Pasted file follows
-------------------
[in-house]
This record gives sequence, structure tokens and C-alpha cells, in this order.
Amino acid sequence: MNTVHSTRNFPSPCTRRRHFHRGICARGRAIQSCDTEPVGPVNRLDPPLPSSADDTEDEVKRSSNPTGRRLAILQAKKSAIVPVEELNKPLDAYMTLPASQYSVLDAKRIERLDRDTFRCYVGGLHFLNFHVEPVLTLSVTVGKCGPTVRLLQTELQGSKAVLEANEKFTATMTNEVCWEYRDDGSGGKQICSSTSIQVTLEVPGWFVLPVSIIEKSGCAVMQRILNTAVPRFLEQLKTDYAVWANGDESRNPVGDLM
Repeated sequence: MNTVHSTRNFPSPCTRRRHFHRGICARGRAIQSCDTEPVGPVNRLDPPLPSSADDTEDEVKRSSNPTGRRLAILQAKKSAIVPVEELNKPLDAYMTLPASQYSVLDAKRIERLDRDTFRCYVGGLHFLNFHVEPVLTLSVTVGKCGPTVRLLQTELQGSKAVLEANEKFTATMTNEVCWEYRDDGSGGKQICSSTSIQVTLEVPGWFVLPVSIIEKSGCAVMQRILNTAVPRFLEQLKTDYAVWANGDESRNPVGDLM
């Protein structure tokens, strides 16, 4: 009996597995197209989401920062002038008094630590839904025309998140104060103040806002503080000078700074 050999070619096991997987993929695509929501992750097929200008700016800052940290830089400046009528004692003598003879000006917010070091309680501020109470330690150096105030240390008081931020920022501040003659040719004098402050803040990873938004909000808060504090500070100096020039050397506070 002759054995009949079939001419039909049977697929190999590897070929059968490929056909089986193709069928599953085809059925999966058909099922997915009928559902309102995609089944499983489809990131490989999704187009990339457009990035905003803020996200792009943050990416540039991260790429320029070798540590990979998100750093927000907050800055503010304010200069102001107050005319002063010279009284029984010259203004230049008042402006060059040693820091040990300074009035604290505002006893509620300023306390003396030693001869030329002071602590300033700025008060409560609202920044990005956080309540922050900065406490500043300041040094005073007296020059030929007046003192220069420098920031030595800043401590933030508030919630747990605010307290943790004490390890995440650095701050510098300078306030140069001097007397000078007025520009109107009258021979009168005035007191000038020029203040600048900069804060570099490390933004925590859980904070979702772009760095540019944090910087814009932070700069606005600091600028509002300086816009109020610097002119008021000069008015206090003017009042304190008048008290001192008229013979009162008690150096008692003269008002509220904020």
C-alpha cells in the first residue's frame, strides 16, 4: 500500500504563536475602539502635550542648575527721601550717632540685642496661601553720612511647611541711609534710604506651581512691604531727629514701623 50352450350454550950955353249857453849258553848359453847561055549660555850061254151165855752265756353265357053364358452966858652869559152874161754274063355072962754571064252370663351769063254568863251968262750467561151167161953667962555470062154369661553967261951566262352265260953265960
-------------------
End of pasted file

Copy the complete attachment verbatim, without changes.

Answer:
[in-house]
This record gives sequence, structure tokens and C-alpha cells, in this order.
Amino acid sequence: MNTVHSTRNFPSPCTRRRHFHRGICARGRAIQSCDTEPVGPVNRLDPPLPSSADDTEDEVKRSSNPTGRRLAILQAKKSAIVPVEELNKPLDAYMTLPASQYSVLDAKRIERLDRDTFRCYVGGLHFLNFHVEPVLTLSVTVGKCGPTVRLLQTELQGSKAVLEANEKFTATMTNEVCWEYRDDGSGGKQICSSTSIQVTLEVPGWFVLPVSIIEKSGCAVMQRILNTAVPRFLEQLKTDYAVWANGDESRNPVGDLM
Repeated sequence: MNTVHSTRNFPSPCTRRRHFHRGICARGRAIQSCDTEPVGPVNRLDPPLPSSADDTEDEVKRSSNPTGRRLAILQAKKSAIVPVEELNKPLDAYMTLPASQYSVLDAKRIERLDRDTFRCYVGGLHFLNFHVEPVLTLSVTVGKCGPTVRLLQTELQGSKAVLEANEKFTATMTNEVCWEYRDDGSGGKQICSSTSIQVTLEVPGWFVLPVSIIEKSGCAVMQRILNTAVPRFLEQLKTDYAVWANGDESRNPVGDLM
């Protein structure tokens, strides 16, 4: 009996597995197209989401920062002038008094630590839904025309998140104060103040806002503080000078700074 050999070619096991997987993929695509929501992750097929200008700016800052940290830089400046009528004692003598003879000006917010070091309680501020109470330690150096105030240390008081931020920022501040003659040719004098402050803040990873938004909000808060504090500070100096020039050397506070 002759054995009949079939001419039909049977697929190999590897070929059968490929056909089986193709069928599953085809059925999966058909099922997915009928559902309102995609089944499983489809990131490989999704187009990339457009990035905003803020996200792009943050990416540039991260790429320029070798540590990979998100750093927000907050800055503010304010200069102001107050005319002063010279009284029984010259203004230049008042402006060059040693820091040990300074009035604290505002006893509620300023306390003396030693001869030329002071602590300033700025008060409560609202920044990005956080309540922050900065406490500043300041040094005073007296020059030929007046003192220069420098920031030595800043401590933030508030919630747990605010307290943790004490390890995440650095701050510098300078306030140069001097007397000078007025520009109107009258021979009168005035007191000038020029203040600048900069804060570099490390933004925590859980904070979702772009760095540019944090910087814009932070700069606005600091600028509002300086816009109020610097002119008021000069008015206090003017009042304190008048008290001192008229013979009162008690150096008692003269008002509220904020």
C-alpha cells in the first residue's frame, strides 16, 4: 500500500504563536475602539502635550542648575527721601550717632540685642496661601553720612511647611541711609534710604506651581512691604531727629514701623 50352450350454550950955353249857453849258553848359453847561055549660555850061254151165855752265756353265357053364358452966858652869559152874161754274063355072962754571064252370663351769063254568863251968262750467561151167161953667962555470062154369661553967261951566262352265260953265960